|About the Book|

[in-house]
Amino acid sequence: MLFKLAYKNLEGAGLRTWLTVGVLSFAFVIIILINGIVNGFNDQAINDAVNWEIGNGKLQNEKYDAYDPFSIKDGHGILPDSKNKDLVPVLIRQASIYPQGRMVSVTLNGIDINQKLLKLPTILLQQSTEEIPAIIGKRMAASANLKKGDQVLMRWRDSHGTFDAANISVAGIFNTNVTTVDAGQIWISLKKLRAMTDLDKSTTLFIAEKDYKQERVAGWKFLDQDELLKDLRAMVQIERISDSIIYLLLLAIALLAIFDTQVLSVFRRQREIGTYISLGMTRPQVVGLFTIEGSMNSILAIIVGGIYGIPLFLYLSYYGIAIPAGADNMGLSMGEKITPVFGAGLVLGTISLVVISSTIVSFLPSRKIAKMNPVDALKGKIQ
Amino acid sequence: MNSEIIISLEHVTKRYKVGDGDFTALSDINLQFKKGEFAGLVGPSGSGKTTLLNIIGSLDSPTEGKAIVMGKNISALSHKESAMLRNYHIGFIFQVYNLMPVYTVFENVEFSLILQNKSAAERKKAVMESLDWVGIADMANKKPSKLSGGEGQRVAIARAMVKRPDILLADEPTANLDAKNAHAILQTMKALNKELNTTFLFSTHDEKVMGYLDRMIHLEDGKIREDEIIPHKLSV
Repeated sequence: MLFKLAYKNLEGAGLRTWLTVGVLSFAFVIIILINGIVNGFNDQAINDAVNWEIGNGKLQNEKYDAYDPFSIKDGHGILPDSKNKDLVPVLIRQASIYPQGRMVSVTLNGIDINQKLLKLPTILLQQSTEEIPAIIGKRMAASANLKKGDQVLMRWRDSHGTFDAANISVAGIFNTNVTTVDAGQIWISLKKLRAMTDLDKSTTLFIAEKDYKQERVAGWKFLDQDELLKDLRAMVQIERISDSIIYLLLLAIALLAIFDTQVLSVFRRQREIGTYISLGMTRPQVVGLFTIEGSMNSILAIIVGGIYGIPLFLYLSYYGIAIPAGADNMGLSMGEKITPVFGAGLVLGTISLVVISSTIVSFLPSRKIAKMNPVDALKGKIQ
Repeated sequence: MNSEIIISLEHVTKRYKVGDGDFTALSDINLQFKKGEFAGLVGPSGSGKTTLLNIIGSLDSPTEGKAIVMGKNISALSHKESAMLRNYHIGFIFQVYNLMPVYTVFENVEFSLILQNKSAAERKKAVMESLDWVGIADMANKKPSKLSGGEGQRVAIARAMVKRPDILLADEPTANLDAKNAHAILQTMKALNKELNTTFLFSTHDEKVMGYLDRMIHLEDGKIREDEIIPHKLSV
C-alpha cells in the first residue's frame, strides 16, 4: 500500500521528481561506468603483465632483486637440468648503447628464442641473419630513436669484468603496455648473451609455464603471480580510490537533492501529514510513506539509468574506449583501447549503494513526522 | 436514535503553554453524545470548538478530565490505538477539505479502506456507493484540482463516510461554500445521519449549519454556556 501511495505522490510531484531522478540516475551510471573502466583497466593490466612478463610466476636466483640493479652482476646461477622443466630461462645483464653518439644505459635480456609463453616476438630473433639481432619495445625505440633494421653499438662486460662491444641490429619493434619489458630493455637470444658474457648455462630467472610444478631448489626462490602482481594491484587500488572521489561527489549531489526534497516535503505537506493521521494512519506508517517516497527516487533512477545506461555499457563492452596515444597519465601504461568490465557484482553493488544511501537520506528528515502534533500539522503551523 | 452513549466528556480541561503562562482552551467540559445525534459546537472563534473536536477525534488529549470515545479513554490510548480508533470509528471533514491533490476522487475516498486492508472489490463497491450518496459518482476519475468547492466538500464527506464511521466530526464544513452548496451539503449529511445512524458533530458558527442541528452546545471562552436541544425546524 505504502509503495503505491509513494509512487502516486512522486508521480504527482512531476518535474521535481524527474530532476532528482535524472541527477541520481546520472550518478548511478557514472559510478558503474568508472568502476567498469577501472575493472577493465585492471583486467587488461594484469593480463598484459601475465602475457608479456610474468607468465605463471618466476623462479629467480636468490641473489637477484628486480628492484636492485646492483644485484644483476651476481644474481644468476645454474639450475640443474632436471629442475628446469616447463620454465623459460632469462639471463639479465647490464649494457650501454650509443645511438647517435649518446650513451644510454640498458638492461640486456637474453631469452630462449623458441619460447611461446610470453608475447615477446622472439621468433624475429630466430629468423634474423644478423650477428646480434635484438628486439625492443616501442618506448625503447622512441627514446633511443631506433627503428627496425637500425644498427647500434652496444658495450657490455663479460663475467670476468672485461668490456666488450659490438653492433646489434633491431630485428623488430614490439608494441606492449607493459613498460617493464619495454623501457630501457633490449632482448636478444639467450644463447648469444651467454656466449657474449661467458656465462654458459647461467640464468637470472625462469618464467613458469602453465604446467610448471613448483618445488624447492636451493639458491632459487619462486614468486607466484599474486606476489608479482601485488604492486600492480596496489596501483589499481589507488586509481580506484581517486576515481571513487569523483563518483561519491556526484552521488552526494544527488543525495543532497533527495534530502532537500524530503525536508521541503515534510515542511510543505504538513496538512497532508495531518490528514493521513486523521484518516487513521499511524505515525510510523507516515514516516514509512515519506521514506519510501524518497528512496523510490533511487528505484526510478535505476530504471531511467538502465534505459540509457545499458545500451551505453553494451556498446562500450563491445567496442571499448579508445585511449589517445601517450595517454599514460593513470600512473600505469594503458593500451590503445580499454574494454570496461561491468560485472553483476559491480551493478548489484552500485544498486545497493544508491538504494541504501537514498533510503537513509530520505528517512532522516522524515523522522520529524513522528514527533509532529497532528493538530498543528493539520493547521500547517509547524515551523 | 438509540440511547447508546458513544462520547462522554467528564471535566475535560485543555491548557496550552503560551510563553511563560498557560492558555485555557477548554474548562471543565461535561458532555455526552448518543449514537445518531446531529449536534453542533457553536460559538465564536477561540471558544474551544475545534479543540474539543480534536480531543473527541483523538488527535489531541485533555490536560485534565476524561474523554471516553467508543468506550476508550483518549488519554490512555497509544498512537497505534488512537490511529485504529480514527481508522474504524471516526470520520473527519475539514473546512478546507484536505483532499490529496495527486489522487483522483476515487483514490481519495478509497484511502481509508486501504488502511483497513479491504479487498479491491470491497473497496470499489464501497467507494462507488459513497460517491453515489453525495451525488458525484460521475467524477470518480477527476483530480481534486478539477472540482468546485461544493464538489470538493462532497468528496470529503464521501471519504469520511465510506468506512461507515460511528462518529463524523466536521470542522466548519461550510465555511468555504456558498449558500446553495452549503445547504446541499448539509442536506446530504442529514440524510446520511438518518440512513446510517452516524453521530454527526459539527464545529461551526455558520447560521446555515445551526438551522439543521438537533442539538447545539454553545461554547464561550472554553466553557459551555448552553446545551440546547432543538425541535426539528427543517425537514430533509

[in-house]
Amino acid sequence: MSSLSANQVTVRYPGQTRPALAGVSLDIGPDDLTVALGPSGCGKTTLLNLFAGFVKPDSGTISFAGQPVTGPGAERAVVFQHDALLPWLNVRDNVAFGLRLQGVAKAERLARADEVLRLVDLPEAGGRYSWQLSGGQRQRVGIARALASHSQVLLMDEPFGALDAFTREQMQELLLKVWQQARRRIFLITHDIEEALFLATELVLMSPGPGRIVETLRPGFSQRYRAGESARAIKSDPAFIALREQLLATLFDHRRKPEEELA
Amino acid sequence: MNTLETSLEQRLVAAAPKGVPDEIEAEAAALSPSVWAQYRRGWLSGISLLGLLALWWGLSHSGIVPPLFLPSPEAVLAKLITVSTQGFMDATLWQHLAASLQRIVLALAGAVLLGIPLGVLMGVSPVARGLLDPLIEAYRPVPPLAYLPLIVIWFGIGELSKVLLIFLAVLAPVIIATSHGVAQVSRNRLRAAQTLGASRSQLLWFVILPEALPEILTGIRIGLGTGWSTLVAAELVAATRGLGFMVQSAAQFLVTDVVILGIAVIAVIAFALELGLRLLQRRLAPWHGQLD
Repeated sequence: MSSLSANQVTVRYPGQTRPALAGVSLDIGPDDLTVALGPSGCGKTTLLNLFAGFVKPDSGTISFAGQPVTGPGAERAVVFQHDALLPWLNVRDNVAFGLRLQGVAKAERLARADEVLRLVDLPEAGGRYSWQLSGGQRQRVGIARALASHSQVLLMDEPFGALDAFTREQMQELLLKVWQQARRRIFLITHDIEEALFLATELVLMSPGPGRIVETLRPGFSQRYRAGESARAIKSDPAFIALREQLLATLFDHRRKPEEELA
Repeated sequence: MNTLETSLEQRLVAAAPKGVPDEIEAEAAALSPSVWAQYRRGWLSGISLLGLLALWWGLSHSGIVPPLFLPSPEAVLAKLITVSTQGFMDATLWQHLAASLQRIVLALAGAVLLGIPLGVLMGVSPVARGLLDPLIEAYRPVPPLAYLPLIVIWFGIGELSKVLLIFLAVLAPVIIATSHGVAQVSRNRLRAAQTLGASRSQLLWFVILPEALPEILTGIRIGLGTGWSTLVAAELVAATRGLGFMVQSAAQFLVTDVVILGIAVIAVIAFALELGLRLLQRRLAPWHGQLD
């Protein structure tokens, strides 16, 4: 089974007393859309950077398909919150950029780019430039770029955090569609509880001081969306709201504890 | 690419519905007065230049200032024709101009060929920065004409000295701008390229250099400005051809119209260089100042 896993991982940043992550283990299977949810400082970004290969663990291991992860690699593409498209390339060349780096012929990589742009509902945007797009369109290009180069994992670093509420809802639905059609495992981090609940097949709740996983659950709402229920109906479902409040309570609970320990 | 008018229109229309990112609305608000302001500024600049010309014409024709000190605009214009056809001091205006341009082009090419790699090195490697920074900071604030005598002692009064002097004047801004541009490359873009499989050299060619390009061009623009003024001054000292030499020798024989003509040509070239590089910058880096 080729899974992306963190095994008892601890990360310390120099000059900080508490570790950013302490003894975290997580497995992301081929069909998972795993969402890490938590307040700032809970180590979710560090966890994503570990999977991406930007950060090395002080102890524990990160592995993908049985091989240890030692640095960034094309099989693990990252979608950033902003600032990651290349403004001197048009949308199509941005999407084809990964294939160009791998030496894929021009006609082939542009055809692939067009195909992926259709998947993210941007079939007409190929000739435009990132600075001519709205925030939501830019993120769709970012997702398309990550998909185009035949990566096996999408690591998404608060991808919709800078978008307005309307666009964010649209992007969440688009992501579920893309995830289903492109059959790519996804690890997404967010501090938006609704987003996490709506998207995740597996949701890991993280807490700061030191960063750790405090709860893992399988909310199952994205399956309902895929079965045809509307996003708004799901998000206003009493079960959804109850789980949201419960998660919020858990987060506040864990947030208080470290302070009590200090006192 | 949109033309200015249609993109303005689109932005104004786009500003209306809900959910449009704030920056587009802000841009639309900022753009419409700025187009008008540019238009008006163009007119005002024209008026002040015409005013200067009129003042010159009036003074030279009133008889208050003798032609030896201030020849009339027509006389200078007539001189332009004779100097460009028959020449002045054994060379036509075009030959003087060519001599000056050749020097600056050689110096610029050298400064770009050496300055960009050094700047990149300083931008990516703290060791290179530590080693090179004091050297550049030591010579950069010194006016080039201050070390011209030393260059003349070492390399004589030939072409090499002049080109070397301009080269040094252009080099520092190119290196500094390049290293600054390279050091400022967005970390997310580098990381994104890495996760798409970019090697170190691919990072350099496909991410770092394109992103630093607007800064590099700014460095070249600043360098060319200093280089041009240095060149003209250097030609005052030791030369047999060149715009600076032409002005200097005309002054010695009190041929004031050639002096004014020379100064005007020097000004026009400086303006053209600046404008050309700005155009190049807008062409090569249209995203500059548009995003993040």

Nagl felt that the most natural thing in the world was to surrender oneself. Everyone keeps fighting until resistance dies out and self-surrender creates the secret hatred, the desire to see how others surrender themselves. That is the only satisfaction and the only meaning. If all people give themsleves up, it is obviously necessary. A law.Gerhard Roth is amazing. Even this, though a more modest travelogue of malaise, well displays his vision, succinct and precisely arranged prose, deft sense of the insensible juxtapositions that make up everything in life, and urgent interrogative purpose. Snap these up while no ones reading them yet.An existential crisis elaborated through an alternation of Italian travelogue and disconnected, sometimes jarring sex acts, interspersed with remembrance, and attempts to organize life into a meaningful system. Though this is Roth in later realist mode, the usual coherence that implies is undercut nicely by his earlier technique of organizing a scene from a sequence of otherwise broken-up details, especially in the crisis-instigating opening sections. Real life follows no recognizable order for most of its extent, in some ways Roths interrogation of the fallout of this fact is much realer. Nagl enacts a believable disillusion- his disintegrating relationship with Anna, ex-and-current girlfriend and travel partner is likewise believably riddled with contradictions. Sex seems at first to be the only thing holding them together, but its always more complicated than that, and Nagl seems largely to bring about his own interpersonal failure here. Over time, jarring sex acts may take on a sense of tragedy and inevitable destruction. And if Nagls arc becomes an attempted escape, its equally clear that no physical location could ever offer the escape for which hes searching.